Article: article from journal or magazin.
Intravital microscopy reveals endothelial dysfunction in resistance arterioles in Angiotensin II-induced hypertension.
Publication types: Journal Article ; Research Support, Non-U.S. Gov't
It is known that hypertension is associated with endothelial dysfunction and that Angiotensin II (Ang II) is a key player in the pathogenesis of hypertension. We aimed to elucidate whether endothelial dysfunction is a specific feature of Ang II-mediated hypertension or a common finding of hypertension, independently of underlying etiology. We studied endothelial-dependent vasorelaxation in precapillary resistance arterioles and in various large-caliber conductance arteries in wild-type mice with Ang II-dependent hypertension (2-kidney 1-clip (2K1C) model) or Ang II-independent (volume overload) hypertension (1-kidney 1-clip model (1K1C)). Normotensive sham mice were used as controls. Aortic mechanical properties were also evaluated. Intravital microscopy of precapillary arterioles revealed a significantly impaired endothelium-dependent vasorelaxation in 2K1C mice compared with sham mice, as quantified by the ratio of acetylcholine (ACh)-induced over S-nitroso-N-acetyl-D,L-penicillamine (SNAP)-induced vasorelaxation (2K1C: 0.49±0.12 vs. sham: 0.87±0.11, P=0.018). In contrast, the ACh/SNAP ratio in volume-overload hypertension 1K1C mice was not significantly different from sham mice, indicating no specific endothelial dysfunction (1K1C: 0.77±0.27 vs. sham: 0.87±0.11, P=0.138). Mechanical aortic wall properties and endothelium-dependent vasorelaxation, assessed ex vivo in rings of large-caliber conductance (abdominal and thoracic aorta, carotid and femoral arteries), were not different between 2K1C, 1K1C and sham mice. Endothelial dysfunction is an early feature of Ang II- but not volume-overload-mediated hypertension. This occurs exclusively at the level of precapillary arterioles and not in conduit arteries. Our findings, if confirmed in clinical studies, will provide a better understanding of the pathophysiological mechanisms of hypertension.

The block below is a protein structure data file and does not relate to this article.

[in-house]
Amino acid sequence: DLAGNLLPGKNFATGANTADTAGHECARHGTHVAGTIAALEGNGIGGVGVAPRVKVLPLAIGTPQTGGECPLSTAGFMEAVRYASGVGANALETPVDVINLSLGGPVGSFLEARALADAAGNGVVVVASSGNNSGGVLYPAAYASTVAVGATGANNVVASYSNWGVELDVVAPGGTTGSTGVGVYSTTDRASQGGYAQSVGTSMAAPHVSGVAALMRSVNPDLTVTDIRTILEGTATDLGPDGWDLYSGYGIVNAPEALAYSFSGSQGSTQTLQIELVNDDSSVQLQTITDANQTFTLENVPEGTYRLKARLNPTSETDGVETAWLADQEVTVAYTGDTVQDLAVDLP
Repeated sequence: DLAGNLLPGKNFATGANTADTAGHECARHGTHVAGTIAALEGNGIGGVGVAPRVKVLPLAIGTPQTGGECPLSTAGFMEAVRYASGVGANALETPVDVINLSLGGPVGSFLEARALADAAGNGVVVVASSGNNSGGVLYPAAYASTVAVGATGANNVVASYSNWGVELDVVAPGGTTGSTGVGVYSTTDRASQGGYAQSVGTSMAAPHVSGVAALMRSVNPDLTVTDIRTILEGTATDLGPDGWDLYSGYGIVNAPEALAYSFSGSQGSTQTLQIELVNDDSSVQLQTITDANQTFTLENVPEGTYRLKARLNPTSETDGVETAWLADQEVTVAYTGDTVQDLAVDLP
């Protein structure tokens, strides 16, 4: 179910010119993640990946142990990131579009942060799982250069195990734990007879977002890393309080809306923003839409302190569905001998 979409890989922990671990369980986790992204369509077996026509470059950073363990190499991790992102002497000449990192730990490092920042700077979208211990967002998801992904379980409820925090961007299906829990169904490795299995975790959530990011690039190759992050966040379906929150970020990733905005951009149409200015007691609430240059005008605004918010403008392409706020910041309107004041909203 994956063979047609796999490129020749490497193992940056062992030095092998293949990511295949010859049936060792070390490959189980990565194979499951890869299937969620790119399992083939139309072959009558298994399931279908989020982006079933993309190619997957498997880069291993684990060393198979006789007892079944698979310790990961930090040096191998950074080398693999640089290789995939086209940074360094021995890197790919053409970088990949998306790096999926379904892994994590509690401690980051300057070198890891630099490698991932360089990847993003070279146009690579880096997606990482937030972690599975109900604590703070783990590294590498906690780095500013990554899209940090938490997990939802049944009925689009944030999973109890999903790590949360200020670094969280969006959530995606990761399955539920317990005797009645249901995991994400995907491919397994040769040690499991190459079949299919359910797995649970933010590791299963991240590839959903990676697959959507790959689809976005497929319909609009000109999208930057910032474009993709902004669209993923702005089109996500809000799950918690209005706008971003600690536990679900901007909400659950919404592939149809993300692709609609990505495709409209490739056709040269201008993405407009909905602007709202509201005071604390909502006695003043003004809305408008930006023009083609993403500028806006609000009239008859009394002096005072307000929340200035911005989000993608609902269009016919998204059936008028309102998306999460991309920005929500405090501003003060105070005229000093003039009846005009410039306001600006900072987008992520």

Acetylcholine/blood, Angiotensin II/pharmacology, Animals, Antihypertensive Agents/pharmacology, Arteries/physiopathology, Arterioles/drug effects, Arterioles/physiopathology, Biomechanics, Blood Pressure/drug effects, Endothelium, Vascular/drug effects, Endothelium, Vascular/physiopathology, Heart Rate/drug effects, Hypertension, Renovascular/physiopathology, Mice, Nitric Oxide Donors/pharmacology, Renin/blood, S-Nitroso-N-Acetylpenicillamine/pharmacology, Vascular Resistance/drug effects, Vasoconstrictor Agents/pharmacology
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